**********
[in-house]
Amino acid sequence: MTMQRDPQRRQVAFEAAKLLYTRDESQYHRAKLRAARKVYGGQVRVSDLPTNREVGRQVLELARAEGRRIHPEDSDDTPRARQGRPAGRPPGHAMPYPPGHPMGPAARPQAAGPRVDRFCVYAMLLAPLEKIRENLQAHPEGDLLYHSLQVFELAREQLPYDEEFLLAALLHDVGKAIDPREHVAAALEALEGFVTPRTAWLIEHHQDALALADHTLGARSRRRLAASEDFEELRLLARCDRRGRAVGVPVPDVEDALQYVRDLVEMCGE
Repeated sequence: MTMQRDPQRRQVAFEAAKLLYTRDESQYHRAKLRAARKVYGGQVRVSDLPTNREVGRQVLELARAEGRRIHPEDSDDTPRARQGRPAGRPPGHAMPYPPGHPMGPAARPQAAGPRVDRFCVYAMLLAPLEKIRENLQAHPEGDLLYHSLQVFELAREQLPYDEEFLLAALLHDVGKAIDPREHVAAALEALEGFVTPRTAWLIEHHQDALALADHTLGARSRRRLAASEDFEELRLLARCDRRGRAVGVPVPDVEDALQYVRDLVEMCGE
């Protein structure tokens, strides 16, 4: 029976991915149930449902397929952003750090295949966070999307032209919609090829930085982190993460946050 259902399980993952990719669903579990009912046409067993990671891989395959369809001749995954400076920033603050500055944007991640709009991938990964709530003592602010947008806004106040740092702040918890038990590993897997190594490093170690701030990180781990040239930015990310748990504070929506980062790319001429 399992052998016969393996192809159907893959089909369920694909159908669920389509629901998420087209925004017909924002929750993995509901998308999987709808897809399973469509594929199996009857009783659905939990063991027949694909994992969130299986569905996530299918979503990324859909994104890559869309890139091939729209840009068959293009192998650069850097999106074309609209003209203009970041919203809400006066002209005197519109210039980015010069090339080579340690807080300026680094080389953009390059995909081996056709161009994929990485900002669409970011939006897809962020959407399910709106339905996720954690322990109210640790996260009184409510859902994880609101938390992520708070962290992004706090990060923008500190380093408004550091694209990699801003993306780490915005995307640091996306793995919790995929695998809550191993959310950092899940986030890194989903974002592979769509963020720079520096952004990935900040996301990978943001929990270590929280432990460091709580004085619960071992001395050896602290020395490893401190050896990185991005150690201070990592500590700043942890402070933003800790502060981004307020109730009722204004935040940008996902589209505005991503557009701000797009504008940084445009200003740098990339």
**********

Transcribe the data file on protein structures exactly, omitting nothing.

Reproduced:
[in-house]
Amino acid sequence: MTMQRDPQRRQVAFEAAKLLYTRDESQYHRAKLRAARKVYGGQVRVSDLPTNREVGRQVLELARAEGRRIHPEDSDDTPRARQGRPAGRPPGHAMPYPPGHPMGPAARPQAAGPRVDRFCVYAMLLAPLEKIRENLQAHPEGDLLYHSLQVFELAREQLPYDEEFLLAALLHDVGKAIDPREHVAAALEALEGFVTPRTAWLIEHHQDALALADHTLGARSRRRLAASEDFEELRLLARCDRRGRAVGVPVPDVEDALQYVRDLVEMCGE
Repeated sequence: MTMQRDPQRRQVAFEAAKLLYTRDESQYHRAKLRAARKVYGGQVRVSDLPTNREVGRQVLELARAEGRRIHPEDSDDTPRARQGRPAGRPPGHAMPYPPGHPMGPAARPQAAGPRVDRFCVYAMLLAPLEKIRENLQAHPEGDLLYHSLQVFELAREQLPYDEEFLLAALLHDVGKAIDPREHVAAALEALEGFVTPRTAWLIEHHQDALALADHTLGARSRRRLAASEDFEELRLLARCDRRGRAVGVPVPDVEDALQYVRDLVEMCGE
């Protein structure tokens, strides 16, 4: 029976991915149930449902397929952003750090295949966070999307032209919609090829930085982190993460946050 259902399980993952990719669903579990009912046409067993990671891989395959369809001749995954400076920033603050500055944007991640709009991938990964709530003592602010947008806004106040740092702040918890038990590993897997190594490093170690701030990180781990040239930015990310748990504070929506980062790319001429 399992052998016969393996192809159907893959089909369920694909159908669920389509629901998420087209925004017909924002929750993995509901998308999987709808897809399973469509594929199996009857009783659905939990063991027949694909994992969130299986569905996530299918979503990324859909994104890559869309890139091939729209840009068959293009192998650069850097999106074309609209003209203009970041919203809400006066002209005197519109210039980015010069090339080579340690807080300026680094080389953009390059995909081996056709161009994929990485900002669409970011939006897809962020959407399910709106339905996720954690322990109210640790996260009184409510859902994880609101938390992520708070962290992004706090990060923008500190380093408004550091694209990699801003993306780490915005995307640091996306793995919790995929695998809550191993959310950092899940986030890194989903974002592979769509963020720079520096952004990935900040996301990978943001929990270590929280432990460091709580004085619960071992001395050896602290020395490893401190050896990185991005150690201070990592500590700043942890402070933003800790502060981004307020109730009722204004935040940008996902589209505005991503557009701000797009504008940084445009200003740098990339």